Study of Sri Lankan reservoirs exposes David Simon to a critical week in a
war-torn country going to the polls.
My flight from Heathrow touches down in Colombo at 3.30am for a week's research co-ordination visit for a European Union-funded project on sustainable reservoir fisheries development.
The timing is unfortunate: arrangements were already made when Sri Lanka's presidential election was called for December 21 and other commitments prevented me from rescheduling. Fighting between the army and the Tamil Tigers in the north of the island has escalated and individual acts of terror had occurred in Colombo and elsewhere.
A baggage delay turns out to be fortuitous, as my local colleague's research assistant, sent to fetch me, says there had been a bomb attack near Colombo during the night and a curfew had been imposed. However, it was lifted at 5am, so we could travel into town.
There had actually been two suicide bomb attacks, first at the final meeting of the opposition United National Party, in which ten people, including the main speaker and a prominent leader, former general Lucky Algema, were killed. Fifteen minutes later, a second attack occurred at the end of president Chandrika Bandaranaike Kumaratunga's final rally for the People's Alliance at the town hall. She escaped with relatively minor eye and facial injuries. Twenty-three others, including her driver, bodyguards and the Colombo police chief, died along with the suicide bomber.
Surprisingly there is no tension in the air - just talk of relief that the president had survived and concern at what new wave of communal violence might have been triggered had she been killed. I am staying round the corner from the town hall; the road is barricaded and guarded by armed police and soldiers, as is the private hospital nearby where the president was admitted. Elsewhere it feels like a normal Sunday.
The following morning's rush hour is its normal fume-choking self. The news is dominated by accounts of the assassination attempt and a statement from the president that she is well and appealing for calm and unity. A picture of the severed head of the suicide bomber is on the back page of the pro-government Daily News, intact, eyes closed, a serene expression in death, her long black plaited hair neatly held in place by a crocodile clip. Beneath the photo is an appeal for help in identifying her. Within hours, she had been.
Kelaniya University is quiet - the long vacation, people heading home to vote in their home districts. At 10pm everyone at my host's dinner party gathers round the television to watch a broadcast by the president. She looks remarkably "together": just a small white bandage below her damaged right eye and an even smaller one on her hairline. Calm, deliberate, but clearly emotional, she delivers a tour de force that should go down in the annals of states(wo)manship.
She points out that she is the first incumbent Sri Lankan head of state to survive an assassination attempt - surely an omen; the tide is turning. She appeals for an end to terrorism, for a rejection of ethnic and religious chauvinism, and particularly warns that Tamils should not be victimised. Her political speech is right up there with the best I have heard.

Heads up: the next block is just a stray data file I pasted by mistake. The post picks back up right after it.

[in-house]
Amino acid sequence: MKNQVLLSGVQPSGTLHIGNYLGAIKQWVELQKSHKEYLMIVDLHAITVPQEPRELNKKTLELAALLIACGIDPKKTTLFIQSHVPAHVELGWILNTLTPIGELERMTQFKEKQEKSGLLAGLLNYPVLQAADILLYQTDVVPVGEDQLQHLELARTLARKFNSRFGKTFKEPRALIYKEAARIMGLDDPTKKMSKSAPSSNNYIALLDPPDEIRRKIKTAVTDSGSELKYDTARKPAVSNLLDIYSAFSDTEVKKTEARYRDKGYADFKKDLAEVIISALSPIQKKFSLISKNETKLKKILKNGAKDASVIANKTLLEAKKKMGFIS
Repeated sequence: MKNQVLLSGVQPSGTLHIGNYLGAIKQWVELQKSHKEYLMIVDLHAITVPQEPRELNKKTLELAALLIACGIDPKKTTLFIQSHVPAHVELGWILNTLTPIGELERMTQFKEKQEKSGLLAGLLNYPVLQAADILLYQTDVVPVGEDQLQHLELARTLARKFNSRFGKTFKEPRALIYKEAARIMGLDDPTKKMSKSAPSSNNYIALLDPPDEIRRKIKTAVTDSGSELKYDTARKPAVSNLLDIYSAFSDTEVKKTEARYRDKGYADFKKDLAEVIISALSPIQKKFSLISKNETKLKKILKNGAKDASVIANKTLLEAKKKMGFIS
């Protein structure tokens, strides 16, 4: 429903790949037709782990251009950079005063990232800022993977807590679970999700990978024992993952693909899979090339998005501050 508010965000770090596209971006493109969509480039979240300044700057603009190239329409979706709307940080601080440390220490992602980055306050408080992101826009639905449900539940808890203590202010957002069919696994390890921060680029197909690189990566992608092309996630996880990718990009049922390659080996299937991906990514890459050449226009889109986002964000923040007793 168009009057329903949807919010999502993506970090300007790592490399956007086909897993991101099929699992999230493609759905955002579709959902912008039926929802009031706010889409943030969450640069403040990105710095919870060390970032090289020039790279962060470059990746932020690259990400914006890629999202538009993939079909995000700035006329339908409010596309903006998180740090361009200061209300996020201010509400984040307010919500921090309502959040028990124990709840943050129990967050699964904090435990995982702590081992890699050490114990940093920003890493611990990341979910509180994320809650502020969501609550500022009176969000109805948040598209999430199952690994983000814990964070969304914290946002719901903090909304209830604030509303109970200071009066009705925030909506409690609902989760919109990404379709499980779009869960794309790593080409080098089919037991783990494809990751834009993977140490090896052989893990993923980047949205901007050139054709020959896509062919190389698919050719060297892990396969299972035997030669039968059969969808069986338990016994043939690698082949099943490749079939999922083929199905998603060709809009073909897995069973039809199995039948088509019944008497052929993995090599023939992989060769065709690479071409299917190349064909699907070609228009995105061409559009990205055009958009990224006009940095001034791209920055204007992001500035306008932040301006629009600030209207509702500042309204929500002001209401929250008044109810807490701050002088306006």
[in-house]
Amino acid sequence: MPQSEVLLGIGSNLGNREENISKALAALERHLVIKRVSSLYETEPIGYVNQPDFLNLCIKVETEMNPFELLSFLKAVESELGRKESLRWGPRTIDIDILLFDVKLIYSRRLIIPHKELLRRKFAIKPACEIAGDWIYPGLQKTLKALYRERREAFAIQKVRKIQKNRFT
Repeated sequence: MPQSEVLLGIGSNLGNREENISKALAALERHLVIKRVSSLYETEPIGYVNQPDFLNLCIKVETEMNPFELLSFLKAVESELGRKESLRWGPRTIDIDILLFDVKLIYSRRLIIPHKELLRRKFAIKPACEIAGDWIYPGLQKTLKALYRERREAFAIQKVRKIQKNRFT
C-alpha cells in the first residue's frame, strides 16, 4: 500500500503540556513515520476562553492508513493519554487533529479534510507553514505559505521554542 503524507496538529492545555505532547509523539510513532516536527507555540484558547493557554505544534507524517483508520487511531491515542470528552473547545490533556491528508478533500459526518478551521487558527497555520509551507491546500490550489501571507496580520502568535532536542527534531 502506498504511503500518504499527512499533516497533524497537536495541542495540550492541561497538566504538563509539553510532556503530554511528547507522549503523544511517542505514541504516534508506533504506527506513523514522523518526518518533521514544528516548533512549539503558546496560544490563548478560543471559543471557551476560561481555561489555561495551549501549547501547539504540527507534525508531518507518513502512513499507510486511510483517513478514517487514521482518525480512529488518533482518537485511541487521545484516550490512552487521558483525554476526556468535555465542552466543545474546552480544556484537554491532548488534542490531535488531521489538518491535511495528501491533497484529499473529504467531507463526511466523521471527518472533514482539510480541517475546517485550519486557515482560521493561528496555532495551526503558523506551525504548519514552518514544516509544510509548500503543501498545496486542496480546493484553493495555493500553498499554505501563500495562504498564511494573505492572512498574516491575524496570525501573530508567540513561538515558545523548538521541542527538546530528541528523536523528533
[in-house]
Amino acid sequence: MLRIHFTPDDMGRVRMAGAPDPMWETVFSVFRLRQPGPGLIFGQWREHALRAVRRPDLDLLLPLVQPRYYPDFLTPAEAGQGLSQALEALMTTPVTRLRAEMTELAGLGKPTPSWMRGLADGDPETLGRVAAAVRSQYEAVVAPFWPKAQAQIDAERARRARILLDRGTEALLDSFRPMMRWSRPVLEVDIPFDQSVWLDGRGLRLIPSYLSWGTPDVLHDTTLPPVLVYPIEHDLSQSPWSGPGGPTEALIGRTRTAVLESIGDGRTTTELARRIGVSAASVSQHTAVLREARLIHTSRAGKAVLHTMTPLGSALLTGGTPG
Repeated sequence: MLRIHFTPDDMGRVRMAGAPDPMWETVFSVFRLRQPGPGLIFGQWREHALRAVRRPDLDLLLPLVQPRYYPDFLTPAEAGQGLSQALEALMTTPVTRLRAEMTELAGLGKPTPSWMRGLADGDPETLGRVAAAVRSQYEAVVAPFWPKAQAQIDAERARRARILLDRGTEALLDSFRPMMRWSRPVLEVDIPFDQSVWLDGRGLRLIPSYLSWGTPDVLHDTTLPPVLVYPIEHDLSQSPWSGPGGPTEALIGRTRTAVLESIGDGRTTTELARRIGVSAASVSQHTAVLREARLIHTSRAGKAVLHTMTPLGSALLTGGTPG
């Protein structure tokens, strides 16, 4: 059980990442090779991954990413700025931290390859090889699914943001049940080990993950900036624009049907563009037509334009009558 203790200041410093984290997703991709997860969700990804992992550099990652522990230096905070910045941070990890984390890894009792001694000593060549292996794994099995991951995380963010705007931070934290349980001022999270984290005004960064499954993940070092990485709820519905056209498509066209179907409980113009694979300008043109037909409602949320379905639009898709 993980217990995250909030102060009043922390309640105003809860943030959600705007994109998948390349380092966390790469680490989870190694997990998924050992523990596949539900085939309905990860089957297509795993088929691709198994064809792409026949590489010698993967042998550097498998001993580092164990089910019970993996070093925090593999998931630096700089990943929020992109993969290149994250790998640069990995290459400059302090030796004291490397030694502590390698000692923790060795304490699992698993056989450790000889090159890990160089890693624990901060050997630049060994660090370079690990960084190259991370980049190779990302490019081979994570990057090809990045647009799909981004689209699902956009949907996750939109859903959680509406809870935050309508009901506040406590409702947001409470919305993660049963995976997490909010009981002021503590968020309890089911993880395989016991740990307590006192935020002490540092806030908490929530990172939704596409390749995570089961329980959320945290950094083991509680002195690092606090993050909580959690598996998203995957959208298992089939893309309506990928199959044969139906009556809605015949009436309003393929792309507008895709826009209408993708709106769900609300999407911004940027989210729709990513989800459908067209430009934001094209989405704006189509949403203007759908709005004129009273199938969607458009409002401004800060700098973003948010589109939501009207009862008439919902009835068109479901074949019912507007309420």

All day people have been talking of a sympathy vote. A couple of academics I know confided earlier that they would now vote for her - the only truly non-ethnically chauvinistic leader. If she wins and manages to resolve the conflict, there will surely be a Nobel Peace Prize waiting.
On election day, everyone votes early. The campus is deserted, and most shops close by early afternoon in expectation of an overnight curfew after polling ends at 4pm.
The radio reports isolated threats or violent incidents but overall calm. Turnout is a record 75 per cent - the bombs are felt to have jolted potential abstainers to vote. No curfew is imposed until late at night, but the city centre is deserted.
Early results give Mrs Kumaratunga a lead. At dawn the curfew is lifted. Election results trickle in - a mixed picture, with Tamil-dominated areas in the north and east generally favouring the UNP's Ranil Wickremesinghe. Mrs Kumaratunga wins in the south and many western and central areas, including metro Colombo. She eventually wins by 51 per cent to Wickremesinghe's 42 per cent and the chauvinist Singhalese JVP candidate's 4 per cent. Six deaths are reported, along with various attempts by UNP supporters to enter polling booths with guns and explosives; in turn the UNP allege PA intimidation and other malpractices. Yet international observers are generally well satisfied.
On the way to a reservoir in the southern interior all seems quiet, although a victory parade is forming up in one town. We wonder what new violence that might provoke in an island so clearly divided against itself. On balance, my colleagues agree that the outcome is as good as could be expected.
In rural areas there is no sign of post-election fever or fervour. The president has already been sworn in for her second term the previous day. Now the talk is all conciliatory - Mrs Kumaratunga invited Ranil Wickremesinghe to join the government in an effort to forge a bipartisan approach to peace and faster economic growth. He says he will consider this, despite reservations about the election conduct.
Back in Colombo a squad of men squats on the town hall lawn, combing the ground for evidence after the bomb attack and cleaning up. Municipal workers have started scraping election posters off roadside walls and the plastic bunting is coming down. Security around the airport has been stepped up, while heavy machine guns point at oncoming vehicles from camouflaged emplacements. Inside, the airport is an oasis of cleancut modernity, a window to the world beyond.
David Simon is professor of development geography at Royal Holloway,
University of London.